1. Hi, I’m Eric Ries. I wan to talk to you today about one simple fact: that the vast majority of high-tech startups fail. It does not have to be that way.Read the stories of successful startups and, if the founders are willing to be honest, you will see this pattern over and over again. They started out as digital cash for PDAs, but evolved into online payments for eBay. They started building BASIC interpreters, but evolved into the world's largest operating systems monopoly. They were shocked to discover their online games company was actually a photo-sharing site.Each of these companies were fortunate to have enough time, resources, and patience to endure the multiple iterations it took to find a successful product and market. The premise of the lean startup is simple: if we can reduce the time between these major iterations, we can increase the odds of success.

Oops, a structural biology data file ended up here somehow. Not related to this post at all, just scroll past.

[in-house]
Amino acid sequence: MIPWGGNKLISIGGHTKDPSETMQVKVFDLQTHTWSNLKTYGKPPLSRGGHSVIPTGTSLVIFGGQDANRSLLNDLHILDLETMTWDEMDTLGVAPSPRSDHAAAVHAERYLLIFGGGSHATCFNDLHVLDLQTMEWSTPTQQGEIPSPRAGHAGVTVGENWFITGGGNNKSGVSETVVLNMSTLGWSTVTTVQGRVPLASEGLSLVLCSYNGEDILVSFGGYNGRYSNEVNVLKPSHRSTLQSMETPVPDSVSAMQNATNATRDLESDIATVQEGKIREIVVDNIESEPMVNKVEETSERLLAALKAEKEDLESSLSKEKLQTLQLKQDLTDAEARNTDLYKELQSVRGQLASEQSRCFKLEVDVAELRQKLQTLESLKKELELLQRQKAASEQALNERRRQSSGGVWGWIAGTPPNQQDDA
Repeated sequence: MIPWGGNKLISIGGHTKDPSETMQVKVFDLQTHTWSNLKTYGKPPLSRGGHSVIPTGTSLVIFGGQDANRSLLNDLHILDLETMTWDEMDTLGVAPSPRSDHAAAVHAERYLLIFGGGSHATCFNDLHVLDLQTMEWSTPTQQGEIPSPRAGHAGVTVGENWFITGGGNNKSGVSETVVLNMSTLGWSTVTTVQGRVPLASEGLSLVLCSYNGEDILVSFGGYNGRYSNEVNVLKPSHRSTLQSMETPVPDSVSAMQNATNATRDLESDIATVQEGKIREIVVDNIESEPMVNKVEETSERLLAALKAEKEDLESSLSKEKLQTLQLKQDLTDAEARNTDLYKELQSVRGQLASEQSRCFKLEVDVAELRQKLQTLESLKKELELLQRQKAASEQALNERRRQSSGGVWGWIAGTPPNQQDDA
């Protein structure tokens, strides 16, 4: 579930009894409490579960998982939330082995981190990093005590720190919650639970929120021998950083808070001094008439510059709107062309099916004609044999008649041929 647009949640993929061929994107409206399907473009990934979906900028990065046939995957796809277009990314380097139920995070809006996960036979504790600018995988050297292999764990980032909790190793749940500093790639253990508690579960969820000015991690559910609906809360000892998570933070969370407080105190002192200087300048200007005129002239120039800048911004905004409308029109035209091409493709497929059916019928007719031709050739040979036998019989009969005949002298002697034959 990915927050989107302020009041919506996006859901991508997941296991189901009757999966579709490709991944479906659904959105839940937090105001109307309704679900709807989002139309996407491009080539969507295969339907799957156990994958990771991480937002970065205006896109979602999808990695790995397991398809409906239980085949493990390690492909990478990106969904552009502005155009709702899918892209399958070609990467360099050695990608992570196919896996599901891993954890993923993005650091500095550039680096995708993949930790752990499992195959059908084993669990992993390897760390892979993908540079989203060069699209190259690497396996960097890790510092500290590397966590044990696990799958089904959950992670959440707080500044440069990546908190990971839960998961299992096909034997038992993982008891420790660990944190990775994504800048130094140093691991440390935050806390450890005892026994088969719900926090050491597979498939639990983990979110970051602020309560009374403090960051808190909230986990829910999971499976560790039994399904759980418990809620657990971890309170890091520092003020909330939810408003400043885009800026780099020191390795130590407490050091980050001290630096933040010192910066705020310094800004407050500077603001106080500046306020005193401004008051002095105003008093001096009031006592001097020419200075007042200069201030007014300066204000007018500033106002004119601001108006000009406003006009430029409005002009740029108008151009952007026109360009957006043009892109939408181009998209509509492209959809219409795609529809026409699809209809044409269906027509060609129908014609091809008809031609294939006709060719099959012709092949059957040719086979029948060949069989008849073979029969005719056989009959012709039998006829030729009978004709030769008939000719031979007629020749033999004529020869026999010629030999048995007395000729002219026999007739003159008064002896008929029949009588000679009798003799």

2. Hi, I’m Eric Ries. I wan to talk to you today about one simple fact: that the vast majority of high-tech startups fail. It does not have to be that way.Read the stories of successful startups and, if the founders are willing to be honest, you will see this pattern over and over again. They started out as digital cash for PDAs, but evolved into online payments for eBay. They started building BASIC interpreters, but evolved into the world's largest operating systems monopoly. They were shocked to discover their online games company was actually a photo-sharing site.Each of these companies were fortunate to have enough time, resources, and patience to endure the multiple iterations it took to find a successful product and market. The premise of the lean startup is simple: if we can reduce the time between these major iterations, we can increase the odds of success.